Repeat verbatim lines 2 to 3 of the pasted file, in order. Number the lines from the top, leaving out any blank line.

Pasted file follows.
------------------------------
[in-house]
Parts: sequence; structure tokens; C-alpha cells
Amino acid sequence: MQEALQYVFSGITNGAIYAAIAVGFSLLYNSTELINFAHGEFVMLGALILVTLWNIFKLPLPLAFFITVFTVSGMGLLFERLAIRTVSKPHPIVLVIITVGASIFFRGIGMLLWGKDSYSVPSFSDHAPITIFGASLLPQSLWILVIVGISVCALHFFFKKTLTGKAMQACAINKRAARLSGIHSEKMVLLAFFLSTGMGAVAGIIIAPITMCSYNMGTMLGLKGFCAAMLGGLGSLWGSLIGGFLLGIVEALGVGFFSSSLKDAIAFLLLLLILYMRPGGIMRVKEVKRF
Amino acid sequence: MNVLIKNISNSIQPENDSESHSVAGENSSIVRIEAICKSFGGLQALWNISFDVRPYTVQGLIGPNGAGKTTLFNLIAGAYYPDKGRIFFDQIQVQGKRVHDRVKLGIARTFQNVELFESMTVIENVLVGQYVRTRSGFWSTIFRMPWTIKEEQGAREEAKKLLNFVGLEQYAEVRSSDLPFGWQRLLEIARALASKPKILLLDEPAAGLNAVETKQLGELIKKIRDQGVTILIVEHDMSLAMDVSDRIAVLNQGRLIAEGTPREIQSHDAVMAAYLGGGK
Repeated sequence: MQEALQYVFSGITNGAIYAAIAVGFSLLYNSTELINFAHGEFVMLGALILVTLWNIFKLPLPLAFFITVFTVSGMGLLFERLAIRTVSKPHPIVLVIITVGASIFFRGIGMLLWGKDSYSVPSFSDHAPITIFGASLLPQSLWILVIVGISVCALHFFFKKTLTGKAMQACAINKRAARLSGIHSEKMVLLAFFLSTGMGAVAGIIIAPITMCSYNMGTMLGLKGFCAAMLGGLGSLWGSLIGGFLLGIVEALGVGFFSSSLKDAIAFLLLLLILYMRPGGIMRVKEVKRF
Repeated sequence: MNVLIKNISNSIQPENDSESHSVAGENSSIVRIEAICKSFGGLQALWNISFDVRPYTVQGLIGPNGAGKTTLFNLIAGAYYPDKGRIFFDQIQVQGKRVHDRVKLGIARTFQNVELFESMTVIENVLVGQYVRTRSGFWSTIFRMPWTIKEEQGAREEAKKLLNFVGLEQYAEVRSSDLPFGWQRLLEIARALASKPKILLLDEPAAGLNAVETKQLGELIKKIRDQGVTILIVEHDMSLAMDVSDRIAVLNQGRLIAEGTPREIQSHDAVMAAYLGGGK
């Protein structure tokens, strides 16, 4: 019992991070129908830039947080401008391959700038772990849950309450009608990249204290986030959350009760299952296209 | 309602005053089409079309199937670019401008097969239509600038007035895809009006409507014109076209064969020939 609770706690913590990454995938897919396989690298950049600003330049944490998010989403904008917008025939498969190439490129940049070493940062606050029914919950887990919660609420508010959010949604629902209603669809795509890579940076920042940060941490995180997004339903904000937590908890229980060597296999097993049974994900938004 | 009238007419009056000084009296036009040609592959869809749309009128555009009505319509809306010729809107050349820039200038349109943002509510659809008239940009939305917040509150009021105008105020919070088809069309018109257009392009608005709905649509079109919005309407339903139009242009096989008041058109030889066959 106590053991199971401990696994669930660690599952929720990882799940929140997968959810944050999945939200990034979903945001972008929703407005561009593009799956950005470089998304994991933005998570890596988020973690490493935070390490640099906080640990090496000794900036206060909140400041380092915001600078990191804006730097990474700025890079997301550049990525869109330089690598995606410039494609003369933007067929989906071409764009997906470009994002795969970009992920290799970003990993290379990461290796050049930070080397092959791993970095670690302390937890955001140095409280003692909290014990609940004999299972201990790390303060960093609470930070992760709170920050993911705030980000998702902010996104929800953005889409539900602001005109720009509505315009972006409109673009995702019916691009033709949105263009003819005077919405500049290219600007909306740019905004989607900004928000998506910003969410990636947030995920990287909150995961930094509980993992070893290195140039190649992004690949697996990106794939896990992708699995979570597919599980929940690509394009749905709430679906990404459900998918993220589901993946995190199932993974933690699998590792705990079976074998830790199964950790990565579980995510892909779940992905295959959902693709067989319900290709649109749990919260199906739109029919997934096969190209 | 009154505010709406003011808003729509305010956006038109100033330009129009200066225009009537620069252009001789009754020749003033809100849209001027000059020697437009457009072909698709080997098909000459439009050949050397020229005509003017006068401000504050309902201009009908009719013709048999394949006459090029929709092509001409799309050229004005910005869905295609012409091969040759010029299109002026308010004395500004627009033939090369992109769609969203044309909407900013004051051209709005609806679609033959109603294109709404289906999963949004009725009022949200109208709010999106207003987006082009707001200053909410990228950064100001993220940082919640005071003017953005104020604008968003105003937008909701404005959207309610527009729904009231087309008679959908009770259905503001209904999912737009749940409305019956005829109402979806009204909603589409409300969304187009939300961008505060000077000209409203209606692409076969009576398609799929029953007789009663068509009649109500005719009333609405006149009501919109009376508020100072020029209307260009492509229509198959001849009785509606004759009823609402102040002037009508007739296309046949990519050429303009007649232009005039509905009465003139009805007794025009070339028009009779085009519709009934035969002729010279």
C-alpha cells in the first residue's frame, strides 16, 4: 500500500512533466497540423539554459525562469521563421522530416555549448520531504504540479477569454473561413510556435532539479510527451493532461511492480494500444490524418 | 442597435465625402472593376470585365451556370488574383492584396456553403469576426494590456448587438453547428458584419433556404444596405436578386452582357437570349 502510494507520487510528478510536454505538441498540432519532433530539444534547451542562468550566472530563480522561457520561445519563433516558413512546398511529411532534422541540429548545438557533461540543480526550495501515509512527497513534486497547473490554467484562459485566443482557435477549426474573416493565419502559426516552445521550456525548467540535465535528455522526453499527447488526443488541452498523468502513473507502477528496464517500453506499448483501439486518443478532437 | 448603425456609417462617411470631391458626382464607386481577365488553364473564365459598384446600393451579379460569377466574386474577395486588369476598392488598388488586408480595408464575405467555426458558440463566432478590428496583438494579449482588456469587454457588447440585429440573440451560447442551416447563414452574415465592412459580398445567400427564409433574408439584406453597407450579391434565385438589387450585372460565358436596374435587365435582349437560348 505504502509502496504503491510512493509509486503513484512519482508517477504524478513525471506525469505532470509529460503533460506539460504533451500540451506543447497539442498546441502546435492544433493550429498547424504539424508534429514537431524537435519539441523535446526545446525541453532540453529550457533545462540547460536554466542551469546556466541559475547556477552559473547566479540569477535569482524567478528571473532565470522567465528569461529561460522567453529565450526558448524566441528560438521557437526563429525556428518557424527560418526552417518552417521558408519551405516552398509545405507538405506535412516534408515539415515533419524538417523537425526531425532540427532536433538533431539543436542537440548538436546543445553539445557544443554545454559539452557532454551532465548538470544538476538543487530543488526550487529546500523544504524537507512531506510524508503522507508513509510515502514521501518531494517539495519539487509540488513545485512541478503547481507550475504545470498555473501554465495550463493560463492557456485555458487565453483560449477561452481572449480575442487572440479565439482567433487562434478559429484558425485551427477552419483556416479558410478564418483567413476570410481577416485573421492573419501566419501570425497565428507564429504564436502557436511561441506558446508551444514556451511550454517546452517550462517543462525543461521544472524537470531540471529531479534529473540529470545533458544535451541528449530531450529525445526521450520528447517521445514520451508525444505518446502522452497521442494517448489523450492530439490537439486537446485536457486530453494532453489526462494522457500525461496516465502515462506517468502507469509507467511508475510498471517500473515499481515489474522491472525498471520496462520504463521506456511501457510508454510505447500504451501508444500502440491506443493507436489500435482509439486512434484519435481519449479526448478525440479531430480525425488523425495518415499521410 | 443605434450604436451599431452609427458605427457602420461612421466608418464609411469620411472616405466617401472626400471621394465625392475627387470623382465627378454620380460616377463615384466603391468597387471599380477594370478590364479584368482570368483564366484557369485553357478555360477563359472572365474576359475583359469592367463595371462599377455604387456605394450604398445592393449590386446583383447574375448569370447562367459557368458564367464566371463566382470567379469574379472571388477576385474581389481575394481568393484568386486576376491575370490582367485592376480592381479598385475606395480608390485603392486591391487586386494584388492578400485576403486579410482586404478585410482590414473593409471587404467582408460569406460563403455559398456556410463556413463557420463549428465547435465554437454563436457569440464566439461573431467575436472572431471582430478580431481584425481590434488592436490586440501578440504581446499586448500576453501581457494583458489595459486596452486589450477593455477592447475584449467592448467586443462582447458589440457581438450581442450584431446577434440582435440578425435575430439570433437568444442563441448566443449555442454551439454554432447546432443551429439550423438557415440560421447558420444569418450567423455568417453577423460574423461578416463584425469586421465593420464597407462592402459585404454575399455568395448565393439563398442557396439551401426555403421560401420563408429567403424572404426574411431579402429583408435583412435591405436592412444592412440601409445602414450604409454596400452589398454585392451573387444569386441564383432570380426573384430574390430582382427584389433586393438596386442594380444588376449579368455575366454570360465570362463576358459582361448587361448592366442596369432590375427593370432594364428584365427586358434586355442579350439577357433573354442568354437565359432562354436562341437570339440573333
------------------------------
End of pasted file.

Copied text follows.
Parts: sequence; structure tokens; C-alpha cells
Amino acid sequence: MQEALQYVFSGITNGAIYAAIAVGFSLLYNSTELINFAHGEFVMLGALILVTLWNIFKLPLPLAFFITVFTVSGMGLLFERLAIRTVSKPHPIVLVIITVGASIFFRGIGMLLWGKDSYSVPSFSDHAPITIFGASLLPQSLWILVIVGISVCALHFFFKKTLTGKAMQACAINKRAARLSGIHSEKMVLLAFFLSTGMGAVAGIIIAPITMCSYNMGTMLGLKGFCAAMLGGLGSLWGSLIGGFLLGIVEALGVGFFSSSLKDAIAFLLLLLILYMRPGGIMRVKEVKRF